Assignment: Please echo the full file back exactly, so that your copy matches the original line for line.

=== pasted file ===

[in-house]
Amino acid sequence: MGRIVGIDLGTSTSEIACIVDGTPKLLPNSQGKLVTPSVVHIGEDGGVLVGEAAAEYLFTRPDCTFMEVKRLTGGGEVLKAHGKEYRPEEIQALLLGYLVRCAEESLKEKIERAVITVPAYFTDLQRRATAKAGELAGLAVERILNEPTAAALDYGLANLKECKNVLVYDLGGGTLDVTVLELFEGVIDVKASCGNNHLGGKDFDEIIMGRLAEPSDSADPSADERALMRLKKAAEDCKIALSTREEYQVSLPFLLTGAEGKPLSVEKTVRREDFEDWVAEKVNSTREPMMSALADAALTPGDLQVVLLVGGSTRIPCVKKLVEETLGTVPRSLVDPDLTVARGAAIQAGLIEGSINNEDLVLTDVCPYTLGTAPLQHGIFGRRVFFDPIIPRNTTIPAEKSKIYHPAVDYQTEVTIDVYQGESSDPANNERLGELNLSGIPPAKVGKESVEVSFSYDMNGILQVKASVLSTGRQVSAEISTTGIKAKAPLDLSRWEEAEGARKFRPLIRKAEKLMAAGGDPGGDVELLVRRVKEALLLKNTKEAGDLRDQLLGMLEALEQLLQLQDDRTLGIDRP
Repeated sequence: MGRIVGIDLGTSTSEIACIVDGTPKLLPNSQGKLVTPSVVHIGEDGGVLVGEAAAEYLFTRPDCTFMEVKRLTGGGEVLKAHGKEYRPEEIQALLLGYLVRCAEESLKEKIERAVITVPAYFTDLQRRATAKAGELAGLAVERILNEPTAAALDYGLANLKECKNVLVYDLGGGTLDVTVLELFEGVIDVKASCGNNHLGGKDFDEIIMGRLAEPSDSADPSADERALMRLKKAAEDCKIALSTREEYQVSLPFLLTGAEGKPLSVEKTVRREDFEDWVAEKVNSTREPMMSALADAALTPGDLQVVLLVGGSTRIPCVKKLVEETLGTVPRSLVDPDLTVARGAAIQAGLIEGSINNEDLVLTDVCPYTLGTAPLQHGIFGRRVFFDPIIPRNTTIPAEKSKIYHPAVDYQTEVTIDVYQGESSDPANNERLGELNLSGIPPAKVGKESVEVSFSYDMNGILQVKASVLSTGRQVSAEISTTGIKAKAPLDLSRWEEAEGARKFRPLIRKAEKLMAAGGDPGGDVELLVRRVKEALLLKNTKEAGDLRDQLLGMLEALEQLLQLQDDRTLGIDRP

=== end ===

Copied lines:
[in-house]
Amino acid sequence: MGRIVGIDLGTSTSEIACIVDGTPKLLPNSQGKLVTPSVVHIGEDGGVLVGEAAAEYLFTRPDCTFMEVKRLTGGGEVLKAHGKEYRPEEIQALLLGYLVRCAEESLKEKIERAVITVPAYFTDLQRRATAKAGELAGLAVERILNEPTAAALDYGLANLKECKNVLVYDLGGGTLDVTVLELFEGVIDVKASCGNNHLGGKDFDEIIMGRLAEPSDSADPSADERALMRLKKAAEDCKIALSTREEYQVSLPFLLTGAEGKPLSVEKTVRREDFEDWVAEKVNSTREPMMSALADAALTPGDLQVVLLVGGSTRIPCVKKLVEETLGTVPRSLVDPDLTVARGAAIQAGLIEGSINNEDLVLTDVCPYTLGTAPLQHGIFGRRVFFDPIIPRNTTIPAEKSKIYHPAVDYQTEVTIDVYQGESSDPANNERLGELNLSGIPPAKVGKESVEVSFSYDMNGILQVKASVLSTGRQVSAEISTTGIKAKAPLDLSRWEEAEGARKFRPLIRKAEKLMAAGGDPGGDVELLVRRVKEALLLKNTKEAGDLRDQLLGMLEALEQLLQLQDDRTLGIDRP
Repeated sequence: MGRIVGIDLGTSTSEIACIVDGTPKLLPNSQGKLVTPSVVHIGEDGGVLVGEAAAEYLFTRPDCTFMEVKRLTGGGEVLKAHGKEYRPEEIQALLLGYLVRCAEESLKEKIERAVITVPAYFTDLQRRATAKAGELAGLAVERILNEPTAAALDYGLANLKECKNVLVYDLGGGTLDVTVLELFEGVIDVKASCGNNHLGGKDFDEIIMGRLAEPSDSADPSADERALMRLKKAAEDCKIALSTREEYQVSLPFLLTGAEGKPLSVEKTVRREDFEDWVAEKVNSTREPMMSALADAALTPGDLQVVLLVGGSTRIPCVKKLVEETLGTVPRSLVDPDLTVARGAAIQAGLIEGSINNEDLVLTDVCPYTLGTAPLQHGIFGRRVFFDPIIPRNTTIPAEKSKIYHPAVDYQTEVTIDVYQGESSDPANNERLGELNLSGIPPAKVGKESVEVSFSYDMNGILQVKASVLSTGRQVSAEISTTGIKAKAPLDLSRWEEAEGARKFRPLIRKAEKLMAAGGDPGGDVELLVRRVKEALLLKNTKEAGDLRDQLLGMLEALEQLLQLQDDRTLGIDRP